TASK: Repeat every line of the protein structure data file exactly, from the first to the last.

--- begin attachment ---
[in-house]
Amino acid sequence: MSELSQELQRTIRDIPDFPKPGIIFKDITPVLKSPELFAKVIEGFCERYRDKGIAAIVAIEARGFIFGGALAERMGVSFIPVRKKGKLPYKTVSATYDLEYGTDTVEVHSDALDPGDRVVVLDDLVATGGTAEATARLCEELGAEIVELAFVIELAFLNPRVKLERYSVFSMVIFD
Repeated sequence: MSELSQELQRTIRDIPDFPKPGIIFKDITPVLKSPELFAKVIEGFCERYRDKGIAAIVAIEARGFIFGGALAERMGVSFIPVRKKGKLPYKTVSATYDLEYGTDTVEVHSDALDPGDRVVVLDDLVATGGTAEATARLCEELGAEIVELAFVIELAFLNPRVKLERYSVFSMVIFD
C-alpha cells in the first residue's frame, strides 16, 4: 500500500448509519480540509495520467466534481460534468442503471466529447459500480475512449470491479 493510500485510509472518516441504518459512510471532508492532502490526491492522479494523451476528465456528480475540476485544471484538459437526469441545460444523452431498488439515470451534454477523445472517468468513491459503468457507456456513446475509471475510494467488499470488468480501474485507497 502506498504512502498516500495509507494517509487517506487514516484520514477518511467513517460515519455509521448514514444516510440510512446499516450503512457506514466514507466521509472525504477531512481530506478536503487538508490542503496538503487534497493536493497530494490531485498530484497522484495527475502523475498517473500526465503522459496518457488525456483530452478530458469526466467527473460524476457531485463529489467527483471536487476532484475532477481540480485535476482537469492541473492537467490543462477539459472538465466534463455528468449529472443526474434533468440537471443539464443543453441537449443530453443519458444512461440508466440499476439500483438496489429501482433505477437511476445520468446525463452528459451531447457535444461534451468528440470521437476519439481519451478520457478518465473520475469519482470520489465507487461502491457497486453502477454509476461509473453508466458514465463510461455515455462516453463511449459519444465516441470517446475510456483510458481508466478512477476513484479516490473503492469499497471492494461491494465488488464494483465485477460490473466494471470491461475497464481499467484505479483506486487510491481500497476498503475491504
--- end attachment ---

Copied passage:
[in-house]
Amino acid sequence: MSELSQELQRTIRDIPDFPKPGIIFKDITPVLKSPELFAKVIEGFCERYRDKGIAAIVAIEARGFIFGGALAERMGVSFIPVRKKGKLPYKTVSATYDLEYGTDTVEVHSDALDPGDRVVVLDDLVATGGTAEATARLCEELGAEIVELAFVIELAFLNPRVKLERYSVFSMVIFD
Repeated sequence: MSELSQELQRTIRDIPDFPKPGIIFKDITPVLKSPELFAKVIEGFCERYRDKGIAAIVAIEARGFIFGGALAERMGVSFIPVRKKGKLPYKTVSATYDLEYGTDTVEVHSDALDPGDRVVVLDDLVATGGTAEATARLCEELGAEIVELAFVIELAFLNPRVKLERYSVFSMVIFD
C-alpha cells in the first residue's frame, strides 16, 4: 500500500448509519480540509495520467466534481460534468442503471466529447459500480475512449470491479 493510500485510509472518516441504518459512510471532508492532502490526491492522479494523451476528465456528480475540476485544471484538459437526469441545460444523452431498488439515470451534454477523445472517468468513491459503468457507456456513446475509471475510494467488499470488468480501474485507497 502506498504512502498516500495509507494517509487517506487514516484520514477518511467513517460515519455509521448514514444516510440510512446499516450503512457506514466514507466521509472525504477531512481530506478536503487538508490542503496538503487534497493536493497530494490531485498530484497522484495527475502523475498517473500526465503522459496518457488525456483530452478530458469526466467527473460524476457531485463529489467527483471536487476532484475532477481540480485535476482537469492541473492537467490543462477539459472538465466534463455528468449529472443526474434533468440537471443539464443543453441537449443530453443519458444512461440508466440499476439500483438496489429501482433505477437511476445520468446525463452528459451531447457535444461534451468528440470521437476519439481519451478520457478518465473520475469519482470520489465507487461502491457497486453502477454509476461509473453508466458514465463510461455515455462516453463511449459519444465516441470517446475510456483510458481508466478512477476513484479516490473503492469499497471492494461491494465488488464494483465485477460490473466494471470491461475497464481499467484505479483506486487510491481500497476498503475491504